More than half of American families live on less than $60,000 a year, and almost half have earnings that are just two and a half times the federal poverty level, according to a study released by the Hamilton Project on Wednesday, when President Obama is scheduled to take the podium to draw renewed attention to income inequality in America.

The study is meant to draw attention to the conditions faced by "the struggling lower middle class" of Americans who are not technically impoverished and are mostly working but still face economic hardship and are at risk of falling below the official poverty line, which is $23,550 this year for a family of four, according to the Census Bureau.

It comes out the same day that Obama is slated to give a speech the White House is billing as a follow-up to his 2011 speech in Osawatomie, Kan., in which he sketched out an economic agenda that included counteracting rising inequality and stagnating wages and "rebuilding the middle class." On the campaign trail in 2012, Obama referred to "middle out" economics -- that is, the idea that economic growth is fostered by strengthening the middle class -- as the guiding principle of his economic policy.

The Hamilton Project, a left-of-center outfit associated with the Brookings Institution in Washington, adds some context to the state of the lower-middle class with Tuesday's report.

The study's four authors write that this group, comprising families who earn between $15,000 and $60,000 depending on family size, are "not officially poor" but still "experience limited economic security. One major setback could thrust them into economic chaos."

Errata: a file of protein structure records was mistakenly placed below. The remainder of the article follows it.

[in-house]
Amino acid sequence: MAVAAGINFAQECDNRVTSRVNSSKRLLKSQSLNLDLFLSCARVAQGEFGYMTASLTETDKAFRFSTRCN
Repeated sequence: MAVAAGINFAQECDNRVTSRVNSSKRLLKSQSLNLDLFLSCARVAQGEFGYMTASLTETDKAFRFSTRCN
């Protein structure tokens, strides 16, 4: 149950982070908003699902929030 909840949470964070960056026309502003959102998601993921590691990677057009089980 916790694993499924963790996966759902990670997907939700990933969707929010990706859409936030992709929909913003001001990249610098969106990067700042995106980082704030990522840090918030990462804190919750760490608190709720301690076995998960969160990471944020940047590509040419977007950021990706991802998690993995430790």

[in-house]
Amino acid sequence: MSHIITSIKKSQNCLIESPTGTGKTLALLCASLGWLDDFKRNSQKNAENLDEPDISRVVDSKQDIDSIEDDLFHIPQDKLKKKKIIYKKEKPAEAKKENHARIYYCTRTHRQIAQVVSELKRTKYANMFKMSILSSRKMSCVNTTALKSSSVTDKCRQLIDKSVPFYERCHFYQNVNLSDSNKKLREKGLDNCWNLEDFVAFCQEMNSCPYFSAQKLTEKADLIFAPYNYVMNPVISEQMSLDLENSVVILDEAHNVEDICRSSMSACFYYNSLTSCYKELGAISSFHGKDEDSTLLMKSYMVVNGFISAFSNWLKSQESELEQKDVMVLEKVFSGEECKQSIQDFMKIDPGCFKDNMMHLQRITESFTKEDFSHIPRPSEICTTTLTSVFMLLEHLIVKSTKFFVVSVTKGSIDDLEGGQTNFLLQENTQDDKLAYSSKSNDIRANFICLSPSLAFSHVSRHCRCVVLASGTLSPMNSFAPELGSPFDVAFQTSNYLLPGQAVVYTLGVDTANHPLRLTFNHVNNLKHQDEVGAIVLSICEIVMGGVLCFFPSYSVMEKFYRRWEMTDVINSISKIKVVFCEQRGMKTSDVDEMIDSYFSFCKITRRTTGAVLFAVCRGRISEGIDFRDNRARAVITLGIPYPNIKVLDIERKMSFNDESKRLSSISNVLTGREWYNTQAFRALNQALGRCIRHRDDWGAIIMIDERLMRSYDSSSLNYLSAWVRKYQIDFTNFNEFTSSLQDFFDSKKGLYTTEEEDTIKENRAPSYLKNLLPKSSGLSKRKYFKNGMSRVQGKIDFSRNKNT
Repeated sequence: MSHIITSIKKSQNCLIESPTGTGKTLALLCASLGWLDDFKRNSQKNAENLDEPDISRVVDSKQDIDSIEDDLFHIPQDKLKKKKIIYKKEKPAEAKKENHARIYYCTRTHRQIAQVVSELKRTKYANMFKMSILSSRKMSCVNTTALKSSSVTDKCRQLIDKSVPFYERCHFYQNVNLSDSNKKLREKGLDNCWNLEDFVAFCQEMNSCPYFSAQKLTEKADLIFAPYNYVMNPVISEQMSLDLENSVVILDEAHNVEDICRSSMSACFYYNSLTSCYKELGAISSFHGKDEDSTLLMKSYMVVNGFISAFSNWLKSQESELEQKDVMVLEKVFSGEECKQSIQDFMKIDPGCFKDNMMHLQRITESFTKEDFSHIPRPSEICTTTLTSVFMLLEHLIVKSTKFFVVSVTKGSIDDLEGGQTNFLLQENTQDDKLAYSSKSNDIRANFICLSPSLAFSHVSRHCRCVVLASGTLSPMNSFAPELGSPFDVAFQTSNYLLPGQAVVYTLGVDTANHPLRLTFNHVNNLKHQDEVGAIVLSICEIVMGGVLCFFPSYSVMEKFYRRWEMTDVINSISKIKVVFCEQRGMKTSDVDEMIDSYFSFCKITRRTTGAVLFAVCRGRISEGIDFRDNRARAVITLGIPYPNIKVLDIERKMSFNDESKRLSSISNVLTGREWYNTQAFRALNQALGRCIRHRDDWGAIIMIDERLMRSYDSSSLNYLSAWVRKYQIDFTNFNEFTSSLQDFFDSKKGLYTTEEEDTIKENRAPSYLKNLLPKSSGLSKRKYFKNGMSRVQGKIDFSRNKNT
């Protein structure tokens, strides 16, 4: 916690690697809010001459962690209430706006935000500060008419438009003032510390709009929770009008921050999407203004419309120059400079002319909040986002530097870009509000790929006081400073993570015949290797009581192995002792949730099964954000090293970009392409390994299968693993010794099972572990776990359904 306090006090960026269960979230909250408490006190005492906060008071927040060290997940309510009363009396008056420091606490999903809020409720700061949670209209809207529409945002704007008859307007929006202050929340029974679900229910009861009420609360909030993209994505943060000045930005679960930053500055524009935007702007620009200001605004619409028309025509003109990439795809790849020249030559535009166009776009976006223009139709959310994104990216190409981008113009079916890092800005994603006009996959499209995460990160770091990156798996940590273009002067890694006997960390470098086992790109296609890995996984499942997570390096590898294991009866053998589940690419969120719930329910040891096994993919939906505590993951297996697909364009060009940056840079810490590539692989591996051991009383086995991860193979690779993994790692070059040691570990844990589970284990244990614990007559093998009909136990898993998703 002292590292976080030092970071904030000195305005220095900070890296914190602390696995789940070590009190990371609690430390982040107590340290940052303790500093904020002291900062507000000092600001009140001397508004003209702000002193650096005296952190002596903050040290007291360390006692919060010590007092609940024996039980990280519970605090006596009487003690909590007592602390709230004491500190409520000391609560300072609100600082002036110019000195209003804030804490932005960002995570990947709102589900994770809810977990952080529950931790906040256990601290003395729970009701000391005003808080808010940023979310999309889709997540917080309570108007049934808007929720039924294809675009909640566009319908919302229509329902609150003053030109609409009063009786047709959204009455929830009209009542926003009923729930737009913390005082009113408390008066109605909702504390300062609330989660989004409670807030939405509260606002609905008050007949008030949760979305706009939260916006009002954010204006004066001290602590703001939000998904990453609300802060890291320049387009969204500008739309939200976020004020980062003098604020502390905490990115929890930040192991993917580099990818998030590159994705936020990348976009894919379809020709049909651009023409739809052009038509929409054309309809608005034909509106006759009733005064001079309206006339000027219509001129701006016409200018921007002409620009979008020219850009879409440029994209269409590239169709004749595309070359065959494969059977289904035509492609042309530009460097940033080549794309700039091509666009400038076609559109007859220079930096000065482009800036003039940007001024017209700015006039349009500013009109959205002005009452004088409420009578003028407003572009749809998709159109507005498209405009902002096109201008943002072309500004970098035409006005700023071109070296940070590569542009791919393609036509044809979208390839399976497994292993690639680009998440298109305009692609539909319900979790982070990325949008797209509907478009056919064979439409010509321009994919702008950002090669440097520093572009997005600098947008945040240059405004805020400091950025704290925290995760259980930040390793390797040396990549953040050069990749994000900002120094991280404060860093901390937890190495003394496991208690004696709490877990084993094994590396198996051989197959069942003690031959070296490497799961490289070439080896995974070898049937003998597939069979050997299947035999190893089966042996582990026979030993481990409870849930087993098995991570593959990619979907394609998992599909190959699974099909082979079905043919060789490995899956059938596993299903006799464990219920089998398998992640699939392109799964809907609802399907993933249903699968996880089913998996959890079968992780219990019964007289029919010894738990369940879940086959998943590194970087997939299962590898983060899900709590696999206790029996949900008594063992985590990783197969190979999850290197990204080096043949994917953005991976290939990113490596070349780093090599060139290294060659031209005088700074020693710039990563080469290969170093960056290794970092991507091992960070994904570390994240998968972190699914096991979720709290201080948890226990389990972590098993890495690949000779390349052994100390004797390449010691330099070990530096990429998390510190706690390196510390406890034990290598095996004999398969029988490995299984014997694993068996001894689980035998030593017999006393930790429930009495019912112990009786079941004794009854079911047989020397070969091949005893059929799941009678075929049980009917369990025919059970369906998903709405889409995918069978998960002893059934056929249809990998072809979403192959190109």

The report assembles facts that mark struggling lower-income families as separate from poor families, and facing distinct challenges. Among them:

• Unlike poor families, which are predominantly headed by single mothers, more than half of families earning between 100-250 percent of the federal poverty level are headed by married couples.

• While only 12 percent of the heads of struggling lower-income families are bachelor's degree earners, almost half received some college education.

• In 37 states and the District of Columbia, more than one child in four faces food insecurity, meaning that he faces limited or uncertain access to adequate food.

• The struggling middle class faces the highest marginal tax rates of any group because of the way transfer payments and support programs like Medicaid and the Earned Income Tax Credit phase out as earnings increase. Ten percent of families with earnings between 100 and 149 percent of the poverty level have marginal tax rates of 60 percent or higher.

• That problem is especially acute for single parents, who can face marginal tax rates as high as 95 percent if they earn slightly more than the poverty level.